Gang interventionist wants police system dismantled amid George Floyd protests

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LAPD officers boxed in demonstrators who laid on the street in protest. Photo credit: Brian Feinzimer.

Activists are calling for systematic changes in policing, as protests continue nationwide over the police killing of George Floyd. 2nd Call, a South LA-based gang intervention organization, has long been pushing for this kind of transformation.

Executive Director Skipp Townsend works to resolve conflicts with local gang members.

He says the recent protests and looting are a way for African American communities to express deep feelings of pain and burden. 

“Our lives are the ones who are under fire. … This is the way that some people will show their anger, their grief, their pain, their loss,” he says. “It is probably the worst thing in the world to be African American and know that we are the less numbers, we are less likely to succeed. We are more likely to be shot, if not at the hands of each other, at the hands of law enforcement.”

Because of this fear, Townsend says the current law enforcement system in America needs to be dismantled. 

“We are systemically thinking to ourselves that we are not worthy, that something's going to happen. And that's a bad way to live. It's an emotional and mental trauma that we keep with us every day, and that's why it comes out in the violence that you guys see today,” he says.

Skipp Townsend says the recent protests and looting are a way that some people show their anger, grief, pain, and loss. Photo courtesy of Skipp Townsend.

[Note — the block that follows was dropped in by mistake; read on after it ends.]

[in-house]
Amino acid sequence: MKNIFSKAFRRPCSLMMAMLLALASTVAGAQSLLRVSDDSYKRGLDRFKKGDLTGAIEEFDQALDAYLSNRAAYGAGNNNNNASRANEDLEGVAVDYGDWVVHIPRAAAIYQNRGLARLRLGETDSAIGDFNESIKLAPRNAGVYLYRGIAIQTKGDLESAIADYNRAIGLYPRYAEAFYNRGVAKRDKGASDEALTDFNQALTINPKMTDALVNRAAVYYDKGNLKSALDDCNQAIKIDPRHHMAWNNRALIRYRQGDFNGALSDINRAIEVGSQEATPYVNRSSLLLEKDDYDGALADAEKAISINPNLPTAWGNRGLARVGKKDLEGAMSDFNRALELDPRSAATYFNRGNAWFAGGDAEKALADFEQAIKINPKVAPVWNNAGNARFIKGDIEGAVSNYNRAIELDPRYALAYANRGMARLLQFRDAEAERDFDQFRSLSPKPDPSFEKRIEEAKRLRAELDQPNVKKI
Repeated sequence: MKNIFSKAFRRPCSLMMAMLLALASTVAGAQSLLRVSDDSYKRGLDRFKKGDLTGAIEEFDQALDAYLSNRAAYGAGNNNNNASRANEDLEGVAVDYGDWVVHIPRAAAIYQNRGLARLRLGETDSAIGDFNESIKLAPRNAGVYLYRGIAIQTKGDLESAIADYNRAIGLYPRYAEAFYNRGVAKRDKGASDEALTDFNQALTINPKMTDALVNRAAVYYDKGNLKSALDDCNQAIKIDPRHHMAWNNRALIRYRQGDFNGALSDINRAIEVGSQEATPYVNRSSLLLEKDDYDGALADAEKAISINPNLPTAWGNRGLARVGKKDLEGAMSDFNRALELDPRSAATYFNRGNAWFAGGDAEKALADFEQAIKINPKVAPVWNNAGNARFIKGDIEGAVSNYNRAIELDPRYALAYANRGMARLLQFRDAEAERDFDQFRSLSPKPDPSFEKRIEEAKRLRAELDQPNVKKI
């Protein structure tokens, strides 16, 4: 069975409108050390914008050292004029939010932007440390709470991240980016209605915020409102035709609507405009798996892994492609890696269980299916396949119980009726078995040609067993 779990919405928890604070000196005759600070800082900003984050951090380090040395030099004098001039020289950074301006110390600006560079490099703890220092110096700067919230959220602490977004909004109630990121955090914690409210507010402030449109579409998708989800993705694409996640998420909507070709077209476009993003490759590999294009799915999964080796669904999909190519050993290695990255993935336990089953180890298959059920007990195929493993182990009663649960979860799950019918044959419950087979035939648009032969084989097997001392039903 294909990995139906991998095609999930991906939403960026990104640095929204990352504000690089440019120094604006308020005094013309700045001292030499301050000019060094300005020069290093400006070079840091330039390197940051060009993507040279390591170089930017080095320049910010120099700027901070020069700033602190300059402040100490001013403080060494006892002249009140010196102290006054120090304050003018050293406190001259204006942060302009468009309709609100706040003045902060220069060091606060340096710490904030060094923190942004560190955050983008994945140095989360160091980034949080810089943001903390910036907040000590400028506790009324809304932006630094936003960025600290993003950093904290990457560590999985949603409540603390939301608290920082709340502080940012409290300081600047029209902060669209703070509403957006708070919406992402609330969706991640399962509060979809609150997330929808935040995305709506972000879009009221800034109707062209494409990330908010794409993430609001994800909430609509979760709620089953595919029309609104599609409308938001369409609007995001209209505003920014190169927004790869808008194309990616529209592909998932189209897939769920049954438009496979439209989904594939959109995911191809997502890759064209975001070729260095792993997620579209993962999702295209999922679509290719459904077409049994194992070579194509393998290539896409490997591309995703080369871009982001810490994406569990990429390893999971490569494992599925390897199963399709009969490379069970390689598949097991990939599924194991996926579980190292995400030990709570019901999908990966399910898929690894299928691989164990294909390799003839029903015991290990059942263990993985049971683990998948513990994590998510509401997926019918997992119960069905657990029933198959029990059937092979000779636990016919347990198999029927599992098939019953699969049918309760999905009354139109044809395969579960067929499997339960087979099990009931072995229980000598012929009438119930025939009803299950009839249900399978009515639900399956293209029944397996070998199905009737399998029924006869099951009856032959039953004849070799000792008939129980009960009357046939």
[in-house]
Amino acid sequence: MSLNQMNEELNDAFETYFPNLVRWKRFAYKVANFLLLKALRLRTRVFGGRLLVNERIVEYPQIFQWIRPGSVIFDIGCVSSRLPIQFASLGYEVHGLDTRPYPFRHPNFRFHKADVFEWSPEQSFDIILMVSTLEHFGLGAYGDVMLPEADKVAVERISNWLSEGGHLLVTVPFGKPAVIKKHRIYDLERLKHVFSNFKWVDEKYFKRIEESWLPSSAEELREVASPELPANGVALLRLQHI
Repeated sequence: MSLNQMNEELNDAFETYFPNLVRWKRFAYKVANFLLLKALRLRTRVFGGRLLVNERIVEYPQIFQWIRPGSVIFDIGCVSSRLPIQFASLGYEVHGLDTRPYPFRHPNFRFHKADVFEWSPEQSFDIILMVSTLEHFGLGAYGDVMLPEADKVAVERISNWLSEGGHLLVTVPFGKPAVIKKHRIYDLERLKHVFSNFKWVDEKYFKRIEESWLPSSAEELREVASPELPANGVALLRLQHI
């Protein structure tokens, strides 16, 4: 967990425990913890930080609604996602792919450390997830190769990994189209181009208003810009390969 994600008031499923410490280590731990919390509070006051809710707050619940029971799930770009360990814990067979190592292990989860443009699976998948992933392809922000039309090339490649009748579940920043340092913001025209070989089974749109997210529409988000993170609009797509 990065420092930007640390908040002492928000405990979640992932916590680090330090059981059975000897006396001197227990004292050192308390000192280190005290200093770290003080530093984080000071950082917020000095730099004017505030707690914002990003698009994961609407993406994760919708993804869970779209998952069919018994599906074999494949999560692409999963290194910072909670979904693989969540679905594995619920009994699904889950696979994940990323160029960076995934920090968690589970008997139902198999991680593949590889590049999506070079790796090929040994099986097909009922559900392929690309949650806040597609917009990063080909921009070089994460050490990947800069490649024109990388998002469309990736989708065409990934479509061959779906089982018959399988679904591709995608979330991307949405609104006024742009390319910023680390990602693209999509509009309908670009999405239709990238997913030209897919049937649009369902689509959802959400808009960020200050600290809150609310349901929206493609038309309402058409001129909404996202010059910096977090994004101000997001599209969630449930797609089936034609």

Townsend says now is the time for police to engage in one-on-one discussions with community members who are more likely to be involved in crime, rather than reach out to church leaders.

“It's time to go on the street corners, go to the parks, and talk to the people who they are most likely to arrest or most likely to have an officer-involved shooting with. They have to engage in that population. You can't run from it. It's the elephant in the room.”

Townsend says the community must come together and commit to effective change. Otherwise, he says, “We're looking at maybe two years or 10 years before we're back to the same spot [and the] same situation. It is not based on one word, one police chief, one officer. It is a systemic problem that we have to address, and it has to be changed.”

He suggests the LAPD addresses mental health and substance abuse to change their system of policing.

“They are actually killing our children, killing our brothers and sisters. They're not killing criminals. We have to stop. We have to de-escalate the terminology: ‘Suspect, get out the car.’ No. ‘Young man/young lady, I need you to step out the car.’ We have to change everything within the system,” Townsend says.